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kingpinzs

What is the best way to store X and Y coords

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I am trying to store x and y coords in a way that there link togther so if you remove x it removes the linking y. I was thinck and array but it dont look like a 2D array I can accsess both set independitly from one another at the same time being able to destroy a set when need to. I am thincking mabey a link list but I am still not sure it will do what I want. what would be the best way to store 100 x and y coordinates or intgers that stay in pairs but are able to be acsessed indviduely and delteted in pairs?

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struct Coord
{
int x;
int y;
}

// Access coordinates by pos[0].x or pos[0].y, etc
Coord pos[100];


// Can use a linked list or vector to store the set of Coords as well
// i.e. vector<Coord> pos(100);
// If you remove an element from the vector, it deletes both the x and y position





Is this what you're asking for?

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How about using a struct?

struct vec2f {
float x,y;

vec2f(float x,float y) : x(x),y(y) {}
vec2f() {}
};

Then you can do all kinds of great things with operator overloading:

vec2f operator+(const vec2f & a,const vec2f & b)
{
vec2f r(a.x+b.x,a.y+b.y);
return r;
}

Stick them into a vector for more fun:

std::vector<vec2f> fun;
fun.push_back(vec2f(1,2));
fun.push_back(vec2f(2,3));

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So with those I deas how can I get a loop to fill them with the x and y coords then recall them to set them to a function like

load()
for (y = 30;y <200; y+=30)
for ( x = 50;x <600; x+=50)

load the x and y values accordingly


draw(x,y);


whould I be able to use the stryct and vector to do this or would I need to do it another way. I just need to be able to fill in x and y and remove it when its been destroyed

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Quote:
Original post by kingpinzs
So with those I deas how can I get a loop to fill them with the x and y coords then recall them to set them to a function like

load()
for (y = 30;y <200; y+=30)
for ( x = 50;x <600; x+=50)

load the x and y values accordingly


draw(x,y);


whould I be able to use the stryct and vector to do this or would I need to do it another way. I just need to be able to fill in x and y and remove it when its been destroyed


You'd probably wouldn't want to increment y and x by anything other than 1. You'd want to specify some sort of algorithm that will generate the correct coordinates inside the for loops rather than trying to do that in the definition of the for loop. Something like this:



struct Coordinate {
int x;
int y;
}

for(int y = 0; y < 20; ++y)
for(int x = 0; x < 20; ++x){
// However you want to handle these
int y_coord = y * 20;
int x_coord = x * 20;
some_array[y_coord][x_coord];
// Or
Coordinate coord;
coord.x = x * 20;
coord.y = y * 20;
some_vector.add(coord); // Or some other way of storing these coordinates
}


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Shakedown the issue to begin with is how to acsess

some_array[y_coord][x_coord];

the y_coord and x_coord so it would load into

draw(x,y)

I could never get it to work so I thought I was using the wrong data type.

Was I wrong thincking this?

If not how do I load y_coord to the y and the x_coord to the x?

Thanks for every ones replys it is helping me understand the problem better so I can find the answer or at least ask the better question.

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I think you are confusing the indices of an array with the values stored in an array.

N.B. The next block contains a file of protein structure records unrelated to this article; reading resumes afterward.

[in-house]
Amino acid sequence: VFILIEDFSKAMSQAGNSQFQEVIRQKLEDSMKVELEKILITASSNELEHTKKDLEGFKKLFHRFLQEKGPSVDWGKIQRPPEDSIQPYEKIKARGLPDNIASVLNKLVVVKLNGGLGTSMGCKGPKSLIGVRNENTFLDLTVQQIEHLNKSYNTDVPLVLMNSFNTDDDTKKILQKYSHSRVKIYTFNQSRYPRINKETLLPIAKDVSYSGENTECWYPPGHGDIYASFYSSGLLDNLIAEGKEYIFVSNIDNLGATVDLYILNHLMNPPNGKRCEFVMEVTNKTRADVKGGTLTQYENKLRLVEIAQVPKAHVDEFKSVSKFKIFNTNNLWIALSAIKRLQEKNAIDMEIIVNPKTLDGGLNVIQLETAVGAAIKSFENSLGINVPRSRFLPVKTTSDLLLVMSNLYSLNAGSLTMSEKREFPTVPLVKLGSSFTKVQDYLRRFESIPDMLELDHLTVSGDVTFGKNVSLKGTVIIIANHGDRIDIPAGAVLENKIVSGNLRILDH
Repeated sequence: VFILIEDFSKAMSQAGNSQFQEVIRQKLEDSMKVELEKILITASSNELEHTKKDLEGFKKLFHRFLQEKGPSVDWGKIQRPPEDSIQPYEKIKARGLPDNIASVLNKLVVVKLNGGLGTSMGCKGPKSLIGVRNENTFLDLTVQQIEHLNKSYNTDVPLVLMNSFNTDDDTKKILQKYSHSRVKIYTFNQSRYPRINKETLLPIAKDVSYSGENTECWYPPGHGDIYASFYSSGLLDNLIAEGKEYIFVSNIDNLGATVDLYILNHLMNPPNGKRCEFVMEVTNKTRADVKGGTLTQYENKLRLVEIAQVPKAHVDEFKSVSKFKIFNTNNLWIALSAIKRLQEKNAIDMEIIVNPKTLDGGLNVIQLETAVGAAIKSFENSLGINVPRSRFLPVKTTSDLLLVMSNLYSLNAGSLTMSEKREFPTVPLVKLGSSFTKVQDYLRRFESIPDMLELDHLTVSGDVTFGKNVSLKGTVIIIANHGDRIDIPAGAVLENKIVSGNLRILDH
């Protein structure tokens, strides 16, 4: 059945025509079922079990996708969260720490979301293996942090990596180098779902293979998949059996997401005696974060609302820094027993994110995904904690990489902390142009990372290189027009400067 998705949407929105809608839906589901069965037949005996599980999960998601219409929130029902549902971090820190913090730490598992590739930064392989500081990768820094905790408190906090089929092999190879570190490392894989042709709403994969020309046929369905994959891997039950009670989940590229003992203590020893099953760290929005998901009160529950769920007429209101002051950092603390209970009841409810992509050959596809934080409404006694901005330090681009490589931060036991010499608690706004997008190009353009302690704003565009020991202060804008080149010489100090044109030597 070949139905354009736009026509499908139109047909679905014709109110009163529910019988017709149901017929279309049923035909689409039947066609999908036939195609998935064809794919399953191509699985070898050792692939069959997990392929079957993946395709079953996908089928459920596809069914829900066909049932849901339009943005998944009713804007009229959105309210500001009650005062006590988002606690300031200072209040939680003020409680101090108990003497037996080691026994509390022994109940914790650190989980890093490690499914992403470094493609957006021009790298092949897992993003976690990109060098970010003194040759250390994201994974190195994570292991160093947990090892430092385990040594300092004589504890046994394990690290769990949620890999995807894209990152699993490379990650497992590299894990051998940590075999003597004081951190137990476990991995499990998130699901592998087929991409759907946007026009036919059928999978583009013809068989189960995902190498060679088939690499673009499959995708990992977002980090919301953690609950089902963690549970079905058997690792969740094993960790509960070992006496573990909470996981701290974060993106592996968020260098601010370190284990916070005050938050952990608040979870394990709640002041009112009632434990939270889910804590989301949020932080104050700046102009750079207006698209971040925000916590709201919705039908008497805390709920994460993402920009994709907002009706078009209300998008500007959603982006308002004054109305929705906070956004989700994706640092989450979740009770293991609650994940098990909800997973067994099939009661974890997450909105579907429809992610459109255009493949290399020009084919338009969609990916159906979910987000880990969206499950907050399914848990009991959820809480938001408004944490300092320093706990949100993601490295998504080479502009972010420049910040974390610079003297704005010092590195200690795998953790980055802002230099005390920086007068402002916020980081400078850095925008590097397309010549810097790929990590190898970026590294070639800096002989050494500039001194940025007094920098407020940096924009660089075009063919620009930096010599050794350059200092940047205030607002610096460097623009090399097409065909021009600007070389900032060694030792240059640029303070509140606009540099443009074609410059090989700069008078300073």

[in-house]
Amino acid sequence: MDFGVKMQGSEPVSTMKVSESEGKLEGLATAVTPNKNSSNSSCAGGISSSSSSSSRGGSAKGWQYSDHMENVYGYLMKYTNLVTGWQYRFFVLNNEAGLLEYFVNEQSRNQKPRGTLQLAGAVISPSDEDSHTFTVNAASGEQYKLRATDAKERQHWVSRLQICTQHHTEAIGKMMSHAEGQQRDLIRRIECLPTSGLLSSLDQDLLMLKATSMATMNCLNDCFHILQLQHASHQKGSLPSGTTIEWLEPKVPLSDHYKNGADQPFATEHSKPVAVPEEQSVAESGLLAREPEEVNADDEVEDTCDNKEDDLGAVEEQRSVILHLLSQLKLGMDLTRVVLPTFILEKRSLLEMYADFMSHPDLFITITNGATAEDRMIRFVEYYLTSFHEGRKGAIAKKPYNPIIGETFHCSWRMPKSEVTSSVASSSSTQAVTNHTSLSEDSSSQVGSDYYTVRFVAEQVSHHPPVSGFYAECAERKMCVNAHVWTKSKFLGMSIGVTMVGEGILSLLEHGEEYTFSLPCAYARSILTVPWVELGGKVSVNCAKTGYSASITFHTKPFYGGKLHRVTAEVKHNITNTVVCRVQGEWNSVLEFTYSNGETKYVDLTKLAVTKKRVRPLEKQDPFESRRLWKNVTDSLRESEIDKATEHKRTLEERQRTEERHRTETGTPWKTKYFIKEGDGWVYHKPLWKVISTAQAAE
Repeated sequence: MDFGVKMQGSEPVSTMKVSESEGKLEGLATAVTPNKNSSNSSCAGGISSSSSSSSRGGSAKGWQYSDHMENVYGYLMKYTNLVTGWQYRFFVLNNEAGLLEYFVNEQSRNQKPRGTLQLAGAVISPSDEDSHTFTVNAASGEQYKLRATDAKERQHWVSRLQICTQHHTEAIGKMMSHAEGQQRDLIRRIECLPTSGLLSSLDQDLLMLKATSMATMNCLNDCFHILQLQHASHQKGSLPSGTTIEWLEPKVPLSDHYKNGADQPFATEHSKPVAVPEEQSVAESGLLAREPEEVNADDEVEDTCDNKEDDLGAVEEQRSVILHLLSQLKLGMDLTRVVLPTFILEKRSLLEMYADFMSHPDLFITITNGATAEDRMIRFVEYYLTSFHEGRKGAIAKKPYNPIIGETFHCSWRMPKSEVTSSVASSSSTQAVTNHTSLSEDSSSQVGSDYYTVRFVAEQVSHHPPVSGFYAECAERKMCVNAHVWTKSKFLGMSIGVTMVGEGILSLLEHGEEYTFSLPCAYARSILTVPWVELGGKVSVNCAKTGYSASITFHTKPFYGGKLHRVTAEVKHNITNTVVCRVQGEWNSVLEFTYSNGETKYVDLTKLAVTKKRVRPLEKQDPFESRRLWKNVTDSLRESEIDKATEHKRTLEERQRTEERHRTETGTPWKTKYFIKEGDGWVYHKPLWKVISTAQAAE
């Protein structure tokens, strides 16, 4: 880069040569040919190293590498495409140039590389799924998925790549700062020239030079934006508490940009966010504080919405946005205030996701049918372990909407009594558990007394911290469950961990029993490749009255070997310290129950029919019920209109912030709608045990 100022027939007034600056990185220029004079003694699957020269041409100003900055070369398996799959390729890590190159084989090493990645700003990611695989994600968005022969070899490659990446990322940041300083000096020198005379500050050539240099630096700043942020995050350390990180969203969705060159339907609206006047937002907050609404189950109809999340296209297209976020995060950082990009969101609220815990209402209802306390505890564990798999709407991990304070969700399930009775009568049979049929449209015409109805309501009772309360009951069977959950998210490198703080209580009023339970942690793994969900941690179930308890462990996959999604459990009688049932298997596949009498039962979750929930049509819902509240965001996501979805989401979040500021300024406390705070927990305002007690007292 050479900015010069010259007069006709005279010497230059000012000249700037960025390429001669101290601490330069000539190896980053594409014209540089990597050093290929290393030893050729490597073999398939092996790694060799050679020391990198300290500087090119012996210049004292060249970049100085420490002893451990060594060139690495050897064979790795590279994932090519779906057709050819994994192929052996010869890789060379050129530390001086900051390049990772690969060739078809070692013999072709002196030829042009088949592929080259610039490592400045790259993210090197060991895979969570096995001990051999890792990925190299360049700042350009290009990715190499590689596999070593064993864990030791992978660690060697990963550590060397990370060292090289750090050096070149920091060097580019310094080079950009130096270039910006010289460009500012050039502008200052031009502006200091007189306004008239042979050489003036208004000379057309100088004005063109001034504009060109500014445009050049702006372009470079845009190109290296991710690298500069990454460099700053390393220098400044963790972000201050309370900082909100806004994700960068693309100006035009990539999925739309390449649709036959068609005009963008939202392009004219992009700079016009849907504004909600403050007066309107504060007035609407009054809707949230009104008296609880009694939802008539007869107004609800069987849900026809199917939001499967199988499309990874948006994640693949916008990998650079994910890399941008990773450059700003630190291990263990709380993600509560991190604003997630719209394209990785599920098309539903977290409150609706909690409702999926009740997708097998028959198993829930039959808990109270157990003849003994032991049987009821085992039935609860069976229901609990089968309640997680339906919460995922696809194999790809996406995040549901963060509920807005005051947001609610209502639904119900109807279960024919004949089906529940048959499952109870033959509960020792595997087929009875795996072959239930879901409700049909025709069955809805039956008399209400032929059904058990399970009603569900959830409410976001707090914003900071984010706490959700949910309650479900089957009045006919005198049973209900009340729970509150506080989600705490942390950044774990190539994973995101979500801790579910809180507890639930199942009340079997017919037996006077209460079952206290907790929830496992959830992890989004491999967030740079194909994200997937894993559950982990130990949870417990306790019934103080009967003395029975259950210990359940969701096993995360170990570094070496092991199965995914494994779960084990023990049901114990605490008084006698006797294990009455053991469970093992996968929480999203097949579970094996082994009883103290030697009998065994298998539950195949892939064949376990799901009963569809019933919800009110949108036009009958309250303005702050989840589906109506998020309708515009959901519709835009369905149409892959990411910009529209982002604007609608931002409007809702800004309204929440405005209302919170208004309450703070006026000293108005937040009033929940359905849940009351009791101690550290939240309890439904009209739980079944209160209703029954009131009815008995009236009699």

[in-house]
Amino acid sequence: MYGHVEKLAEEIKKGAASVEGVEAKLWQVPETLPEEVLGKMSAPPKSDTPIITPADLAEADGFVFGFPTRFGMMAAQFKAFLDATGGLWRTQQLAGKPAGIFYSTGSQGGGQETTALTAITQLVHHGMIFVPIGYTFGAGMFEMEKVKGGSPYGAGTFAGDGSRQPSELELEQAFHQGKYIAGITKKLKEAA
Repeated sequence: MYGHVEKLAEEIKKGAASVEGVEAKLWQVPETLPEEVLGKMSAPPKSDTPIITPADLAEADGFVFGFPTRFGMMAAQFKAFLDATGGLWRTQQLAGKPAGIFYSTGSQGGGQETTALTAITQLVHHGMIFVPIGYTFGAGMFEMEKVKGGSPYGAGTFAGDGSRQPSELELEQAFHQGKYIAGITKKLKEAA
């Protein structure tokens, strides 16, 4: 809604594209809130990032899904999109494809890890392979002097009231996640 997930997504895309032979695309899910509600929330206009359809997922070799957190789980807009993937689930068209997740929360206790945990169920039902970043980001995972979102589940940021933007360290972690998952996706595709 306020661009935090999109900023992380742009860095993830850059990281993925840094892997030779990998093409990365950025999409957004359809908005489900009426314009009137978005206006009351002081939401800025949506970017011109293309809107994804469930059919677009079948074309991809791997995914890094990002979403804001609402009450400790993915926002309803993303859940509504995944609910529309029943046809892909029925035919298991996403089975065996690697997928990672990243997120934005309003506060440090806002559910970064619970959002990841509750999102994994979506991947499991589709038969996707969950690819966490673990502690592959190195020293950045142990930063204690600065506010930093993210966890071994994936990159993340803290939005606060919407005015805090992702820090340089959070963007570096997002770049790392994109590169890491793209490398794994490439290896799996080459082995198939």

You may need to brush up on arrays: http://www.cplusplus.com/doc/tutorial/arrays.html

some_array[y_coord][x_coord] "points" to a specific value.



int main()
{
int some_array[2][2];

some_array[0][0] = 5;
some_array[0][1] = 10;
some_array[1][0] = 20;
some_array[1][1] = 30;

cout << some_array[1][0]; // prints '20'
}






You don't get the x and y value from those indices - you access the data stored at that position in the array with them.

Say you use the structure I illustrated above:


struct Coord
{
int x;
int y;
};

int main()
{
Coord pos[50];

// Object #0
pos[0].x = 5;
pos[0].y = 5;

// Object #1
pos[1].x = 10;
pos[1].y = 10;

// ... populate all of the positions however you wish ...


// Draw all your objects at their position
for ( int i = 0; i < 50; i++ )
{
draw( pos[i].x, pos[i].y );
}

return 0;
}




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Thanks CaspianB and Shakedown I took both your advice and came up with a way to store my x and y coords. next stop deleting the coords.


TO load the coordinates

for(int i=0;i<8; i++)
{
for(int l =0;l <12;l++ )
{

int y_coord = i * 30;
int x_coord = l * 50;
pos[l].x = x_coord;
pos[i].y = y_coord ;

}
}



Just for testing purposes


Reading the coords

for(int i=0;i<8; i++)
{

for(int l = 0;l <12;l++ )
{

cout<<pos[i].y<<" "<<pos[l].x<<endl;

}
}



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while I tryd this to remove the coords that I didnt want


void remove_coord(int x, int y)
{
for(int i=0;i<8; i++)
{
for(int l =0;l <12;l++ )
{
int y_coord = i * 30;
int x_coord = l * 50;

if((x_coord == x) && (y_coord == y))
{
pos[l].x = 0;
pos[i].y = 0;
}

}
}


}


but it turns all elments that == x to 0 even if the elments dont == y
and vice versa

why would that be?

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You still don't seem to understand how arrays or structures work and I would hazard a guess you don't quite grasp how nested loops work either.

I strongly suggest you go back and look into C++ array tutorials in addition to looking up a tutorial on C++ structures.

For starters, the whole purpose of using a structure (at least in this particular situation here) is to have one single dimension array of coordinates. You won't use nested loops.

You are trying to store the x and y values at completely separate indices (pos[l].x and pos[i].y). Ideally, you would have a single loop (not nested loops) and do something like I outlined in the post above:


for ( int i = 0; i < 50; i++ )
{
pos[i].x = x_coord;
pos[i].y = y_coord;
}






The point is to keep the x and y values together in the same array position.

I think, perhaps, you understand the basic concepts of arrays, but I'll try to make a short explanation anyway:

Example: